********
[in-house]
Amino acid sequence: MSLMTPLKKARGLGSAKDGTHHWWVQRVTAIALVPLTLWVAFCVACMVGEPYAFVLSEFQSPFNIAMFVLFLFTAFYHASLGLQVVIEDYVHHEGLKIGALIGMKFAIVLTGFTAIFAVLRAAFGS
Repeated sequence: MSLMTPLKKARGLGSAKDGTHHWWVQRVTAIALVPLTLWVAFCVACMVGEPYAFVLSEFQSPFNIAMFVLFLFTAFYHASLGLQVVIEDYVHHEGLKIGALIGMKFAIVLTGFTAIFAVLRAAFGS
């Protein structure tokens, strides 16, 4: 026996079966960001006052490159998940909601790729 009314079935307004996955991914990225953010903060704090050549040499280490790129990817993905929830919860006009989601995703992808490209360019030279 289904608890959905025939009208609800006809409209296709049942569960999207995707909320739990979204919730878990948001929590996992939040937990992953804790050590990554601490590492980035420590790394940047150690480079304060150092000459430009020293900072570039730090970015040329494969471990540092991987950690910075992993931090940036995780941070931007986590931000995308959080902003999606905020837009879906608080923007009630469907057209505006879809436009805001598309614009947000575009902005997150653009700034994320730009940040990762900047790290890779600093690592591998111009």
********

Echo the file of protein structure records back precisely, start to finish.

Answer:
[in-house]
Amino acid sequence: MSLMTPLKKARGLGSAKDGTHHWWVQRVTAIALVPLTLWVAFCVACMVGEPYAFVLSEFQSPFNIAMFVLFLFTAFYHASLGLQVVIEDYVHHEGLKIGALIGMKFAIVLTGFTAIFAVLRAAFGS
Repeated sequence: MSLMTPLKKARGLGSAKDGTHHWWVQRVTAIALVPLTLWVAFCVACMVGEPYAFVLSEFQSPFNIAMFVLFLFTAFYHASLGLQVVIEDYVHHEGLKIGALIGMKFAIVLTGFTAIFAVLRAAFGS
């Protein structure tokens, strides 16, 4: 026996079966960001006052490159998940909601790729 009314079935307004996955991914990225953010903060704090050549040499280490790129990817993905929830919860006009989601995703992808490209360019030279 289904608890959905025939009208609800006809409209296709049942569960999207995707909320739990979204919730878990948001929590996992939040937990992953804790050590990554601490590492980035420590790394940047150690480079304060150092000459430009020293900072570039730090970015040329494969471990540092991987950690910075992993931090940036995780941070931007986590931000995308959080902003999606905020837009879906608080923007009630469907057209505006879809436009805001598309614009947000575009902005997150653009700034994320730009940040990762900047790290890779600093690592591998111009």